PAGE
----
CentOS 7 is a rock-solid development and production platform, but this stability often means that default web-related packages are outdated. It turns out golang is no exception: the default CentOS 7 version is 1.4, whereas I wanted 1.6. There have been some changes in golang project layout between the two versions and I figured I may as well get with the program and update before starting a new API project.
There wasn’t much trace of updated RPM packages in the usual trusted locations, so things looked a bit grim initially. I guess I might have considered a build from source for a key member of the toolchain if all else failed, but thankfully a workable non-RPM update solution proved clean and simple enough. Some digging around on the golang site revealed that up-to-date tarball binaries are available there for download right alongside the source code:
Installation is simple and goes something like this for a local (ie not system-wide) installation:
Download the binary tar.gz package to a directory such as $HOME/bin/:
cd $HOME/bin wget https://storage.googleapis.com/golang/go1.6.linux-amd64.tar.gz
Unpack the package. The resulting directory automatically renames itself to go:
tar xzvf go1.6.linux-amd64.tar.gz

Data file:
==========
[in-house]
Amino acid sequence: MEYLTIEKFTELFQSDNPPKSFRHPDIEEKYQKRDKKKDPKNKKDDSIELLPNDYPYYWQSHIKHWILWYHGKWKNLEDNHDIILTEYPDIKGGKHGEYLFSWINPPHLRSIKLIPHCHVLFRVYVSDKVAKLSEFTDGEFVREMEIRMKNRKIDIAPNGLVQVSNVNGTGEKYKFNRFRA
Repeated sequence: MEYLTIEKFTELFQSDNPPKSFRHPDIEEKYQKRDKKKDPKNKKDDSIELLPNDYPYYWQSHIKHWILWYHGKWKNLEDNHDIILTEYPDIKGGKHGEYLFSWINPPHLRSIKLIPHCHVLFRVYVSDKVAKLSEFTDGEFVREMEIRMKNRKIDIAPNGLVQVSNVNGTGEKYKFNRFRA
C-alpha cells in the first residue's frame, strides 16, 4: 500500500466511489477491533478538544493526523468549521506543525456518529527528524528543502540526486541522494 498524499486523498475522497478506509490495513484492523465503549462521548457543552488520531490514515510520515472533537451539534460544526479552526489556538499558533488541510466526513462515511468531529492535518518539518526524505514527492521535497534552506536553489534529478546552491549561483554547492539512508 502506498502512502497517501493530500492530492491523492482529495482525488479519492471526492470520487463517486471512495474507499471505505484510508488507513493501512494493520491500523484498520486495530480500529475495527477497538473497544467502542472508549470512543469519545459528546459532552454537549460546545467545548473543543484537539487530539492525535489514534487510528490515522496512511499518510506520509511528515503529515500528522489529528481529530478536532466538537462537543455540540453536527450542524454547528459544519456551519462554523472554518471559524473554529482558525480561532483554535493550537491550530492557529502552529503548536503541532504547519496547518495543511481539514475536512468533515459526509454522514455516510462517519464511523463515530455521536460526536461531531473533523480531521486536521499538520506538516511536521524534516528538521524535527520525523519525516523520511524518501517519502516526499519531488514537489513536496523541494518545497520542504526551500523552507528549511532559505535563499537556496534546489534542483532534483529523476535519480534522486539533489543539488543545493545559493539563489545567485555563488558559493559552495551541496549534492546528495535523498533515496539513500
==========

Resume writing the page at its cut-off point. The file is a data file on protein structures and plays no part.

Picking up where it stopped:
In $HOME/.bash_profile, export the environment variable $GOROOT:
export GOROOT "$HOME/bin/go"
Add this path to your main $PATH variable:
Older versions of golang already installed via RPM or otherwise will of course need to be removed before running the new version.
For a system-wide installation, simply unpack the binary to /usr/local/go. Because go expects to be located here by default it is not necessary to set the $GOROOT variable, but it is still necessary to add /usr/local/go/bin to the $PATH environment variable. To do so, add the following line to either /etc/profile (for a system-wide installation) or $HOME/.bash_profile:
A final word on setting the $GOROOT variable: Golang guru Dave Cheney pointed out some time ago that setting this variable is normally unnecessary, and can actually cause problems in some situations. One of the few situations where it is still necessary is the one described here … installing a tarball binary to a custom location on Linux. Indeed, my install didn’t work properly until this variable was set.